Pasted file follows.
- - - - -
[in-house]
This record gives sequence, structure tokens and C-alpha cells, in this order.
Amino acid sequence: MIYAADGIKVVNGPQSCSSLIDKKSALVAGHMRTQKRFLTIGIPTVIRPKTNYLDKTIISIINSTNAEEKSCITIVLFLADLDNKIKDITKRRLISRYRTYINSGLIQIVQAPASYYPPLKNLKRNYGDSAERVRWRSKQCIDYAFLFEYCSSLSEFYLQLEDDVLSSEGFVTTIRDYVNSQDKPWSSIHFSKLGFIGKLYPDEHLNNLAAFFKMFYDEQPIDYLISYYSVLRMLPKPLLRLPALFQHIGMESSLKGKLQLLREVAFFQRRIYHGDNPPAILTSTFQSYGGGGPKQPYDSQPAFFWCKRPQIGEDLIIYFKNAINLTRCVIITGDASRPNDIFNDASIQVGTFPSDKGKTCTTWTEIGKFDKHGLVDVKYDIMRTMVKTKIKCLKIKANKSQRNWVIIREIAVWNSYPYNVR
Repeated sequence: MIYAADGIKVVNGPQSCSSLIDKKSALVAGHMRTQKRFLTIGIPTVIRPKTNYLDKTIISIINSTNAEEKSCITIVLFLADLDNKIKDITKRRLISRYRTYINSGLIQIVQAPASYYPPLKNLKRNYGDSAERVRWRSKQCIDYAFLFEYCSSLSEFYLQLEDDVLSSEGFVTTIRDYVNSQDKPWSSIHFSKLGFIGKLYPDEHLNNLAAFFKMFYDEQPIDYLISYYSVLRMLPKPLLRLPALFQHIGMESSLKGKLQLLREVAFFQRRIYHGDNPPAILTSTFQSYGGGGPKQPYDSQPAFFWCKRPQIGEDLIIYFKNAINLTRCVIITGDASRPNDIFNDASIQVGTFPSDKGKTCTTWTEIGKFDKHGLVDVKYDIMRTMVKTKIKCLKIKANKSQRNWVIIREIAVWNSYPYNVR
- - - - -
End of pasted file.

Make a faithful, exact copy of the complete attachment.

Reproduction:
[in-house]
This record gives sequence, structure tokens and C-alpha cells, in this order.
Amino acid sequence: MIYAADGIKVVNGPQSCSSLIDKKSALVAGHMRTQKRFLTIGIPTVIRPKTNYLDKTIISIINSTNAEEKSCITIVLFLADLDNKIKDITKRRLISRYRTYINSGLIQIVQAPASYYPPLKNLKRNYGDSAERVRWRSKQCIDYAFLFEYCSSLSEFYLQLEDDVLSSEGFVTTIRDYVNSQDKPWSSIHFSKLGFIGKLYPDEHLNNLAAFFKMFYDEQPIDYLISYYSVLRMLPKPLLRLPALFQHIGMESSLKGKLQLLREVAFFQRRIYHGDNPPAILTSTFQSYGGGGPKQPYDSQPAFFWCKRPQIGEDLIIYFKNAINLTRCVIITGDASRPNDIFNDASIQVGTFPSDKGKTCTTWTEIGKFDKHGLVDVKYDIMRTMVKTKIKCLKIKANKSQRNWVIIREIAVWNSYPYNVR
Repeated sequence: MIYAADGIKVVNGPQSCSSLIDKKSALVAGHMRTQKRFLTIGIPTVIRPKTNYLDKTIISIINSTNAEEKSCITIVLFLADLDNKIKDITKRRLISRYRTYINSGLIQIVQAPASYYPPLKNLKRNYGDSAERVRWRSKQCIDYAFLFEYCSSLSEFYLQLEDDVLSSEGFVTTIRDYVNSQDKPWSSIHFSKLGFIGKLYPDEHLNNLAAFFKMFYDEQPIDYLISYYSVLRMLPKPLLRLPALFQHIGMESSLKGKLQLLREVAFFQRRIYHGDNPPAILTSTFQSYGGGGPKQPYDSQPAFFWCKRPQIGEDLIIYFKNAINLTRCVIITGDASRPNDIFNDASIQVGTFPSDKGKTCTTWTEIGKFDKHGLVDVKYDIMRTMVKTKIKCLKIKANKSQRNWVIIREIAVWNSYPYNVR